In conclusion, surface condensation on the outside of glazing is a phenomenon that is occasionally seen at night and in the early hours of the morning on well-insulated glass in clear (cloudless) weather and when there is no wind. This is mainly caused by heat losses towards the clear sky.
It is important that this phenomenon is not considered to represent poor quality double glazed units, but rather proof of good thermal insulation.
Condensation on inner faces 2 and 3
Temporary condensation occurring:
- In periods of high humidity
- In areas where there are short, heavy spells of humidity (e.g. bathrooms)
- During exceptionally cold weather
- Is normal. This condensation should not be permanent.
- Large amounts of water are required when using building materials such as concrete, plaster, grouting and tiles during the renovation or construction of a building. As these materials dry, temporary abnormally damp climates are created inside buildings (occasionally lasting more than a year) during which time the risk of condensation is abnormally high.
- Using an aluminium spacerbar in a double-glazed unit can cause a thermal bridge effect. The unfavourable effect of this thermal bridge will be even greater the higher the degree of insulation of the insulating glazing in the central part (low central U [W/m2K]) and the higher the thermal performance of the frame in which it is inserted (low Uf [W/m2K]). Warm Edge spacer bar which significantly reduces this edge effect.
- Confined spaces: Even in well-ventilated and/or heated premises, the confined spaces can be created, causing localised abnormally humid climates (e.g. the space between an external frame and a curtain, decorations or furniture near windows etc). The risk of condensation in this instance can be abnormally high.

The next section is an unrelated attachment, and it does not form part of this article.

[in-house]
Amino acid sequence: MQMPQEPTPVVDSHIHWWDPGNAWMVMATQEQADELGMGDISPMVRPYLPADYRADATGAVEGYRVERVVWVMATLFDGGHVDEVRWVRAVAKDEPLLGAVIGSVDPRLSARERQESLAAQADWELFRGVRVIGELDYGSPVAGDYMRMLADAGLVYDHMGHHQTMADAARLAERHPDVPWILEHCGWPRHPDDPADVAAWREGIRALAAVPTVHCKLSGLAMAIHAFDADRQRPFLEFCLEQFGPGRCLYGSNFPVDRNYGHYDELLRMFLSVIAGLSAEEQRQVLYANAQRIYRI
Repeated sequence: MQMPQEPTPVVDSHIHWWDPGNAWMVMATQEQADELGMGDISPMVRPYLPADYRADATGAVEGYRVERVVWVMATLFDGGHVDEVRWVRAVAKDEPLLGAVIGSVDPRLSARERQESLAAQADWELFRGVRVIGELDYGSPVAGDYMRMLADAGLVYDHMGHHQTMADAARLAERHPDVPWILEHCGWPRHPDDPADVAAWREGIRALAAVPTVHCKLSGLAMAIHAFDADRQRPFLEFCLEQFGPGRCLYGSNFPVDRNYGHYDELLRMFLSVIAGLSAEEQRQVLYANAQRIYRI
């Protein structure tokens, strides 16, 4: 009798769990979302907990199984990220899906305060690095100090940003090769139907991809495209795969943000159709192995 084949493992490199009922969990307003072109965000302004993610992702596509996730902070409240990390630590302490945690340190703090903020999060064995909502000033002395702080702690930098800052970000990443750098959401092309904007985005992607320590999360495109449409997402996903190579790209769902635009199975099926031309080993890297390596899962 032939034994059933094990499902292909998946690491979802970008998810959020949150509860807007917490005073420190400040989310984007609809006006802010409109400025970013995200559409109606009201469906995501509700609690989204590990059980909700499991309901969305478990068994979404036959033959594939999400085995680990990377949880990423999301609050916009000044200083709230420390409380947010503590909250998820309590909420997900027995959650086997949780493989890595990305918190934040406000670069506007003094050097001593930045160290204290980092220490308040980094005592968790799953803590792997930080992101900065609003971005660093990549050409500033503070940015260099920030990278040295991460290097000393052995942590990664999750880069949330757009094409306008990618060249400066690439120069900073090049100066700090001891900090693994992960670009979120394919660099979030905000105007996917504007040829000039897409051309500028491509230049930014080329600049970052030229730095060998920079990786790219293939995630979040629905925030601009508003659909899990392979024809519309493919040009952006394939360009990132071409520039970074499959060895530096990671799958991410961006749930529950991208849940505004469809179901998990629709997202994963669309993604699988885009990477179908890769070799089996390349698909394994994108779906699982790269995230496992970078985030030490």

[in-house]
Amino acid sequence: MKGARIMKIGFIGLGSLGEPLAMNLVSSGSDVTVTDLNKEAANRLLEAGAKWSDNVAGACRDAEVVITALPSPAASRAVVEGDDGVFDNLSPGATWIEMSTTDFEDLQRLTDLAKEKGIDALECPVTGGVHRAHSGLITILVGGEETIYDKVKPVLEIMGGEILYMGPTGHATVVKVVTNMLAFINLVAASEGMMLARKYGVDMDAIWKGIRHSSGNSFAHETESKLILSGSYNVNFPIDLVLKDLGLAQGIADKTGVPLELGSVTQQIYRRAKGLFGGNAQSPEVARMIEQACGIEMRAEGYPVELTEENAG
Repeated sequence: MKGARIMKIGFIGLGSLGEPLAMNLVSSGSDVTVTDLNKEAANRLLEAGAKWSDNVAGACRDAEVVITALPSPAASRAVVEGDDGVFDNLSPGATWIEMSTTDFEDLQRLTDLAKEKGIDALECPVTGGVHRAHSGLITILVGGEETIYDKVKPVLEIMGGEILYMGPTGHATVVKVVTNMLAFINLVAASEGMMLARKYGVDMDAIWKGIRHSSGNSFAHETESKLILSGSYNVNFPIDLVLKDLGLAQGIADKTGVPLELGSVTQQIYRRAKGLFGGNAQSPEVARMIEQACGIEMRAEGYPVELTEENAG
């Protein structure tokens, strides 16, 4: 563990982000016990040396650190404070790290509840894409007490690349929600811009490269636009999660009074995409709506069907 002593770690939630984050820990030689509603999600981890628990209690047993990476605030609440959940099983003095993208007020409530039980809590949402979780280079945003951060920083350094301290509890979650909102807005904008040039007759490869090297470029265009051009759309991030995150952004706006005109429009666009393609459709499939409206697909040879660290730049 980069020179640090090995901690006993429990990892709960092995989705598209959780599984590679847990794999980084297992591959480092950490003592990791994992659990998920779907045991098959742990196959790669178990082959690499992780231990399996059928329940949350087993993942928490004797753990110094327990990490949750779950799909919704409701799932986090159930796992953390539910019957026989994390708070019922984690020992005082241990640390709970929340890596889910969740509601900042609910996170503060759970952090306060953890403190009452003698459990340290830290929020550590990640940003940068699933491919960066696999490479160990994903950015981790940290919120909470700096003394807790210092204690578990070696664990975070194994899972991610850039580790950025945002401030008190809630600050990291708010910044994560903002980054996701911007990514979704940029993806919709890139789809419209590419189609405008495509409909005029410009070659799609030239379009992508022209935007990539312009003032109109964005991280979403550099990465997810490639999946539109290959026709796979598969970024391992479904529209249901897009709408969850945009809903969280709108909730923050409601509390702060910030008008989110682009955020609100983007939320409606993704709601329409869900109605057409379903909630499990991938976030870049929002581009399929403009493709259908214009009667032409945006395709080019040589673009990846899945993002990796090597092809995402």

What is condensation?
When does condensation occur?
Condensation on the external surfaces of an insulating glass unit can form in a wide variety of circumstances and on either the inside or the outside of a building.
The principal cause of condensation on glass on the inside of a building is a high internal humidity level coupled with a low outside temperature which cools the inside surface to below the dew point. Bathrooms, kitchens and other areas where humidity levels are high are particularly susceptible to this problem.
In order to control this form of condensation, consideration should be given to improving the heating and ventilation in these areas. However, another way to reduce the problem is to use high performance windows containing an enhanced thermally insulating glass.
Thermally insulating glass
Condensation forms on the outdoor surface of glass when its temperature drops below the outdoor dew point temperature.
Insulating units containing an energy efficient, low-emissivity glass have enhanced thermal insulation properties thanks to a high performance transparent coating that reflects heat back into the room. As a result the outer pane of glass does not get warmed by heat escaping from inside the building through the glass and remains cooler in comparison to less thermally efficient windows.
External condensation only occurs in certain climatic conditions with high humidity levels and/or particularly cold weather. It is possible that, external condensation will appear on some windows but not on others. This is due to localised atmospheric conditions such as shelter from nearby trees or buildings, variable air currents and wind speeds and varying levels of nearby vegetation.
Condensation on the outdoor surface of such high performance windows is in no way an indication of a defective unit. Indeed, this can be seen as a positive indication that the enhanced thermally insulating units are actively reducing heat loss through the glass.